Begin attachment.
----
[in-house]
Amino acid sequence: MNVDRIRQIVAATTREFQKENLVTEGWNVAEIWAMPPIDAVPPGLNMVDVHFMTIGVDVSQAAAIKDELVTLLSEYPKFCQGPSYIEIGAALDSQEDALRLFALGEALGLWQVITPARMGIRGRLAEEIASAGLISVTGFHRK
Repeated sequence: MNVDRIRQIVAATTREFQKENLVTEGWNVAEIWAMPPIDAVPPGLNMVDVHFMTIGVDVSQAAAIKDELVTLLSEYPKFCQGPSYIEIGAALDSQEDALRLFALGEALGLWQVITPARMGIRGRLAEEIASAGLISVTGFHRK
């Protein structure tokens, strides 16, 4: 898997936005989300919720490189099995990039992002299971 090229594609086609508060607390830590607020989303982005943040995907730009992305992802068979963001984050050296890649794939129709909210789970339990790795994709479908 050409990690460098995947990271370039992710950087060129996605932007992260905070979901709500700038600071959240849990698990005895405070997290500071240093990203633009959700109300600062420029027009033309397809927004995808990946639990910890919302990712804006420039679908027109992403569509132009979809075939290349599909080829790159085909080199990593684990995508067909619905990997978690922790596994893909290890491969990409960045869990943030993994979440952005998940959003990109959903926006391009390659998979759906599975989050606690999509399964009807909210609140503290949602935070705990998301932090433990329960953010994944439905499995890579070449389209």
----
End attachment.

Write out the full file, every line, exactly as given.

[in-house]
Amino acid sequence: MNVDRIRQIVAATTREFQKENLVTEGWNVAEIWAMPPIDAVPPGLNMVDVHFMTIGVDVSQAAAIKDELVTLLSEYPKFCQGPSYIEIGAALDSQEDALRLFALGEALGLWQVITPARMGIRGRLAEEIASAGLISVTGFHRK
Repeated sequence: MNVDRIRQIVAATTREFQKENLVTEGWNVAEIWAMPPIDAVPPGLNMVDVHFMTIGVDVSQAAAIKDELVTLLSEYPKFCQGPSYIEIGAALDSQEDALRLFALGEALGLWQVITPARMGIRGRLAEEIASAGLISVTGFHRK
């Protein structure tokens, strides 16, 4: 898997936005989300919720490189099995990039992002299971 090229594609086609508060607390830590607020989303982005943040995907730009992305992802068979963001984050050296890649794939129709909210789970339990790795994709479908 050409990690460098995947990271370039992710950087060129996605932007992260905070979901709500700038600071959240849990698990005895405070997290500071240093990203633009959700109300600062420029027009033309397809927004995808990946639990910890919302990712804006420039679908027109992403569509132009979809075939290349599909080829790159085909080199990593684990995508067909619905990997978690922790596994893909290890491969990409960045869990943030993994979440952005998940959003990109959903926006391009390659998979759906599975989050606690999509399964009807909210609140503290949602935070705990998301932090433990329960953010994944439905499995890579070449389209």